Dione Gordon, national sales manager for the Minority Business Development Group at PNC, works with a team of minority business development officers who help individuals get their feet on the ground to become successful business owners. For more than a decade at PNC, she’s built strong connections within the communities she’s served by providing financial education for individuals and businesses and working with business owners on their growth and development. As a PNC-Certified Women’s Business Advocate and PNC-Certified Minority Business Advocate, she shares how PNC provides resources to minority business owners.
What does the Minority Business Development Group do at PNC?
We developed the Minority Business Development Group to help address the struggles that small business owners, especially people of color, have with developing their businesses.
Our journey and commitment to the community of minority small business owners started with identifying ways that PNC can help. We deliver solutions and resources that will enable financial wellness for small businesses within our diverse communities through dedicated and trusted bankers, advocacy partners and technology that will empower, educate, and accelerate entrepreneurial growth and success.
When you look at the success rate of businesses, we know 18% of small businesses fail in their first year, and up to 65% by year 10. But the failure rate for minority-owned businesses is significantly higher due to a number of barriers.
This impacts a lot of companies and lives. According to the U.S. Census, about 20% of businesses that employ others were owned by minorities in 2020. Black-owned businesses account for about 3% of those companies and about 38% of those businesses happen to be owned by women.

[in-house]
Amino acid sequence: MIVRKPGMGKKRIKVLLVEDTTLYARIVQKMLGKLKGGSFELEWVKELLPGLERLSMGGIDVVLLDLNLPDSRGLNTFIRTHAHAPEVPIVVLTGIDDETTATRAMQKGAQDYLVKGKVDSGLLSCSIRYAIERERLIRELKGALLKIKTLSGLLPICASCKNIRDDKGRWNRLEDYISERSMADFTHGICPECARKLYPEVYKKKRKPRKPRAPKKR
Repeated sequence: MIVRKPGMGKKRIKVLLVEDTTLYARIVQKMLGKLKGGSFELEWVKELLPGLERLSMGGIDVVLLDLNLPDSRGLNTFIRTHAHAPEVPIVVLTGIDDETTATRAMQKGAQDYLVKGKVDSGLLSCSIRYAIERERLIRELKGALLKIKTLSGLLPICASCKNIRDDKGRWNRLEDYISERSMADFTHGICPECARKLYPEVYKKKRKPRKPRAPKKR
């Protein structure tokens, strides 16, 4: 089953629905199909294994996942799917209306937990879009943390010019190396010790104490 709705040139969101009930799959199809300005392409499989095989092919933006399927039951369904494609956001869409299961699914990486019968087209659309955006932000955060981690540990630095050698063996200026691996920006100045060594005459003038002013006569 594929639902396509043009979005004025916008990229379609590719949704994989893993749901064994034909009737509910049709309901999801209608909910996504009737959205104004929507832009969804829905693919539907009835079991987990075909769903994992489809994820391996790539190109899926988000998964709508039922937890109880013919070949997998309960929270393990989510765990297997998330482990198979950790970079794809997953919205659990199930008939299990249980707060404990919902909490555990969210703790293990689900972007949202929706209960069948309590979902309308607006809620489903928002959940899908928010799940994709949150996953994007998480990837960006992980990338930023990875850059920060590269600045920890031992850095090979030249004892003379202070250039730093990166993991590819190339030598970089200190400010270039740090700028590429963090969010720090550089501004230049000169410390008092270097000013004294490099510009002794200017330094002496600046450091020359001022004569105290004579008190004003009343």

We help businesses cultivate community partnerships through our financial education incubators and one-on-one sessions. We also point them to micro-lenders and community development financial institutions (CDFIs) that we have established relationships with so they may provide external financing options beyond PNC’s lending. This can help businesses grow exponentially.
What tends to be the toughest challenge for minority business owners?
Access to capital continues to be the door to enter for business growth and success – whether through private funding or other accessibility in the market. Without the key to that door, we will not only see a decrease in minority small businesses, but a decrease in economic growth overall.
Typically, business owners who have less than a three-year track record will be challenged to get access to capital. So, in addition to opening doors for them to potential sources of alternative financing, such as the CDFIs, our minority business bankers work to help them prepare to apply for bank financing when they’re ready. Our financial education incubators bring together groups of 30 to 50 people in person and virtually to share knowledge about lending and other resources that can help business owners scale upward.
How do minority business owners obtain these resources?
Our vision goes far beyond the bankers who serve as minority business development officers across our markets. All PNC employees may become PNC-Certified Minority Business Advocates. It's about us educating every employee to be able to answer someone’s question related to minority small businesses, whether it’s in one of our branches, when people meet us at community events or walk up to us at a chamber function. We don’t want to miss an opportunity to make an impact.
You can also visit Insights for Minority Business Development on pnc.com or contact email@example.com.